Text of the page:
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Japan leads us into a new future, taking the next step in the great monetary experiment

21 March 2014

Summary: A first step to understanding comes from appreciating the wonders before us. Recognition of extraordinary events that lie before us. Not unique events (those are seldom seen), but event of unusual magnitude. Old Faithful, not the usual steam kettle on the stove. Today we look at one such, one of the greatest experiments ever: sustain large-scale monetary stimulus.

In “Forbidden Planet” a great distant civilization — far away, long ago — built a planetary-scale machine to grant their every wish. It didn’t end well for them, but they deserve high marks for the boldness and scale of the project. Today economists are attempting something less ambitious, but still bold beyond any precedents.

ATLAS experiment

In the basement of the Federal Reserve


Size of central bank balance sheets for the major nations (2014 IMF estimate):

  • China: $4.8 trillion, 49% of GDP
  • Japan: $2.0 trillion, 39% of GDP
  • UK: $0.7 trillion, 25% of GDP
  • US: $4.2 trillion, 24% of GDP
  • EU: $3.0 trillion, 23% of GDP

These are mind-blowing numbers, become familiar to us in the five years since the crash.

Combined with artificially low interest rates (near-zero in all of the above but China), the major nations have sought to restore growth using extreme and unconventional monetary policy measures. The first phase — first aid to stabilize their financial systems during the crash (2008-09) were a success. The results since then, using monetary policy for extended treatment, remain unknown until the experiment concludes and monetary policy returns to normal.

As with any bold experiment, economists will learn much from the results. If successful, it will be a new world. Economic policy of the 21st century will look nothing like that of the post-WW2 era, any more than the dark nighttime cities of Victorian London resemble its brightly lite 21st century version. Future downturns — and even more so with future crashes — will be met with tsunamis of newly printed cash. Perhaps we’ve built a monetary savior, like the discovery of antibiotics.

We’ll know when the experiment is concluded. So far the results are cloudy; we’ll have to ask again later.

Japan leads the way

Haruhiko Kuroda

Haruhiko Kuroda

Japan is the cutting edge of this experiment, going boldly to where no nation has gone before. While other nations look to slow the monetary engines, they’re revving them up even more.

Bank of Japan Governor Haruhiko Kuroda said there were “no limits” to what the central bank can do if it saw the need to adjust monetary policy in the future, signaling readiness to expand stimulus further if risks threatened its price target {2% inflation}. … He also said it was “not as if there weren’t any steps left” for the BOJ to take if it were to ease again, countering views held by some market participants that having delivered a massive stimulus last year, the BOJ had no tools left to deploy.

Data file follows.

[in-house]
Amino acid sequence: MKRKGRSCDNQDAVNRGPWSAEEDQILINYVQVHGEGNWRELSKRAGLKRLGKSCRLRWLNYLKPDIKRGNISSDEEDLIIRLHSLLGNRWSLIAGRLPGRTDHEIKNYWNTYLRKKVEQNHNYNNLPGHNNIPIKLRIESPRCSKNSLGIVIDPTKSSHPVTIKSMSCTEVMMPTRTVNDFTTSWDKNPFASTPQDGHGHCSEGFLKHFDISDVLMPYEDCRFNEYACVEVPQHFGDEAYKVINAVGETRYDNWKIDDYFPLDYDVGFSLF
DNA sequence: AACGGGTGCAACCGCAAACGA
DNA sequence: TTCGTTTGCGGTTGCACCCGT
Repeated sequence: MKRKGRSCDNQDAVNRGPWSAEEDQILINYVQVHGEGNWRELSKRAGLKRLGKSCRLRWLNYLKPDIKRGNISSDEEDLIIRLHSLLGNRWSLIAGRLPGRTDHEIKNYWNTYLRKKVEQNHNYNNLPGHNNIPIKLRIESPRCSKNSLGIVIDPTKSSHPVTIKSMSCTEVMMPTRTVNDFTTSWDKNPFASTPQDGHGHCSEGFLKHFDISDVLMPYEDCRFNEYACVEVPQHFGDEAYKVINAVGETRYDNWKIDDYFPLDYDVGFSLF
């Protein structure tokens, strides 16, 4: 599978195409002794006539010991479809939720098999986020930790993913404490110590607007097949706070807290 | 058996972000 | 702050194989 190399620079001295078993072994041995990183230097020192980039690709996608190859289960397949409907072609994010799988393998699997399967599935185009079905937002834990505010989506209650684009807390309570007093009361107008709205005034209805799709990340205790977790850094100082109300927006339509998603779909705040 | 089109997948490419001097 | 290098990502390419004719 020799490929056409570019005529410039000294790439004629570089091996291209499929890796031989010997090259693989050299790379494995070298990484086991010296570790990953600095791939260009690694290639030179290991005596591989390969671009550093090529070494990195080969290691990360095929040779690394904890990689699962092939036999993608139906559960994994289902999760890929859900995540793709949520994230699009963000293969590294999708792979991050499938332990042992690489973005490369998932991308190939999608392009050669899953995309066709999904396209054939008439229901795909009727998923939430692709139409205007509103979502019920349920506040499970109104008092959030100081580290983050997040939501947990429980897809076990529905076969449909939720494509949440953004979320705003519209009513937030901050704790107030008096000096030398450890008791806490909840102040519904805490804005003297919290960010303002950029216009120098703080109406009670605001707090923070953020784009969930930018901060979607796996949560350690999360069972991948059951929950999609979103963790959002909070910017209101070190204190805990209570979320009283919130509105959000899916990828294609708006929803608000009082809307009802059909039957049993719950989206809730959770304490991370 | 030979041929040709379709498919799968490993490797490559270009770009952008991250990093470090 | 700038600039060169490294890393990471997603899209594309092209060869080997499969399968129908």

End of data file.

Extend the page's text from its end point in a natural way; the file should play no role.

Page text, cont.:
— Interview on 13 March with Japan’s Jiji news agency, as reported by Reuters

Read more…

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Stand by for political realignment in America!

20 March 2014

Summary:  I’ve long believed that our political system has rapidly accumulating strains, soon to rip the system apart so that new coalitions emerge, centered on new issues — political realignments (see Wikipedia), as has happened before in American history. Not the widely anticipated move to the “middle” (a two-dimensional line), but political reshuffling in multiple dimensions.

Perhaps we now have the first signs of it happening. On the other hand, just as the first Robin doesn’t mean Spring has begun, rising stress does not mean the realignment has begun.

American Extremists

On the Right

The Right, and especially its vanguard — the Tea Party movement — have become servants of the 1%. They’re helping the 1% build the New America described in scores of posts on the FM website. They are one possible future for America.

  1. A belligerent foreign policy, supporting a mad unprofitable empire.
  2. Political divisions between hostile races and religions.
  3. Growing inequality and falling social mobility (e.g., defunding public schools and universities).
  4. Tax burden shifted, as the GOP is doing in the States, from the rich to the middle class.

It’s a common pattern in history. It’s a change from the America-that-once-was. It’s a slow-motion revolution. It might push some into defecting from the Right to a new movement closer to their conservative principles.

Looking to the future, neither the GOP nor its Tea Party faction are all grey-hairs. As shown by this Pew Poll, published 16 October 2013. The Republicans are slightly light on Millennials (born after 1980, so age 18 – 33) and slightly heavy on Boomers. The Tea Party movement is catastrophically light on Millennials and over-weight on Boomers. The cutting edge of society in terms of youth and energy is not with the extreme Right.

Pew Poll of Tea Party Movement

Pew Poll, 16 October 2013

On the Left

There is no equivalent of the Tea Party on the Left. After decades of decay, the Left’s too decrepit to have a broadly political movement; all that remains are single-issue groups. Like the unions and the environmentalists. With an aging membership, and a slow loss of public support.